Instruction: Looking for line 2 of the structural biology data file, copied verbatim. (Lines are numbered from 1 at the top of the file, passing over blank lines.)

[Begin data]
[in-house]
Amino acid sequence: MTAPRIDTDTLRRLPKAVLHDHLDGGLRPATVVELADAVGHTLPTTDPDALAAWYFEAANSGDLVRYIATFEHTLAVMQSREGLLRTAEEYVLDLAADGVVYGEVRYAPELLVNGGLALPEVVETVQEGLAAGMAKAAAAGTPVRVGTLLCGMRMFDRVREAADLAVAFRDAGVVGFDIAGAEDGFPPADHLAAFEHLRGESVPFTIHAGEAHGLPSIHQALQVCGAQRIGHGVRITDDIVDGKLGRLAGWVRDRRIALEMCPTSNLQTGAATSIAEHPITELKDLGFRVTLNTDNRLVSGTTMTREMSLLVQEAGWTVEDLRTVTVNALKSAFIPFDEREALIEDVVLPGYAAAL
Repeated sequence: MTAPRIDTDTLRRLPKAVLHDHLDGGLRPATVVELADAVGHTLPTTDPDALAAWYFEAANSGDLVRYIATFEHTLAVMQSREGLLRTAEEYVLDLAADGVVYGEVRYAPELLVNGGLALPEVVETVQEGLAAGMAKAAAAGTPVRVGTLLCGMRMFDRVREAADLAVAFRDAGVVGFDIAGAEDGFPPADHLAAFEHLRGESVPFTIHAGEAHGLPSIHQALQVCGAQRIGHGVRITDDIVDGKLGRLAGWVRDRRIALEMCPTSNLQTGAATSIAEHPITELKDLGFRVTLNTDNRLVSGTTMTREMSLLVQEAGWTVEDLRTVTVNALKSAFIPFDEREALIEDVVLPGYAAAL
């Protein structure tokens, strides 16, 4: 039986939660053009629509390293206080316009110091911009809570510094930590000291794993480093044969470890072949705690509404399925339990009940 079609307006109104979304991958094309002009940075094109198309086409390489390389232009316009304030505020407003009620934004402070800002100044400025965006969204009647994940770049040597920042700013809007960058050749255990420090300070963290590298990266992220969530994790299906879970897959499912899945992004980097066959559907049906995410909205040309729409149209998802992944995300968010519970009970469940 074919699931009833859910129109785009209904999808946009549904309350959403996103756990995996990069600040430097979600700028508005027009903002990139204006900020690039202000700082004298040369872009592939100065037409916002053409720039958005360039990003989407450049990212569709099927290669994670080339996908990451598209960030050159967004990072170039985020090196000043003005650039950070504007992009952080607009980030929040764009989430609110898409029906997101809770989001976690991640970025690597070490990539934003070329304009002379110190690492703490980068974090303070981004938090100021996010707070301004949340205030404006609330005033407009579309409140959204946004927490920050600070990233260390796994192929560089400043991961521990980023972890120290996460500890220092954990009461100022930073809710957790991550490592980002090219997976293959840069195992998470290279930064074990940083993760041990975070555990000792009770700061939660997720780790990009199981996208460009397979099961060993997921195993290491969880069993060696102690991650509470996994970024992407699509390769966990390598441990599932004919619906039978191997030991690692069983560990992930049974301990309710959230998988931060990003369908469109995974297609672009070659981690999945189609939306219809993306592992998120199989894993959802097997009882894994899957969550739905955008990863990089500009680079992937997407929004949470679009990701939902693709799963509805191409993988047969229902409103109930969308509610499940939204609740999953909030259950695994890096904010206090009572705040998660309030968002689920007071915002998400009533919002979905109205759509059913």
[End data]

Amino acid sequence: MTAPRIDTDTLRRLPKAVLHDHLDGGLRPATVVELADAVGHTLPTTDPDALAAWYFEAANSGDLVRYIATFEHTLAVMQSREGLLRTAEEYVLDLAADGVVYGEVRYAPELLVNGGLALPEVVETVQEGLAAGMAKAAAAGTPVRVGTLLCGMRMFDRVREAADLAVAFRDAGVVGFDIAGAEDGFPPADHLAAFEHLRGESVPFTIHAGEAHGLPSIHQALQVCGAQRIGHGVRITDDIVDGKLGRLAGWVRDRRIALEMCPTSNLQTGAATSIAEHPITELKDLGFRVTLNTDNRLVSGTTMTREMSLLVQEAGWTVEDLRTVTVNALKSAFIPFDEREALIEDVVLPGYAAAL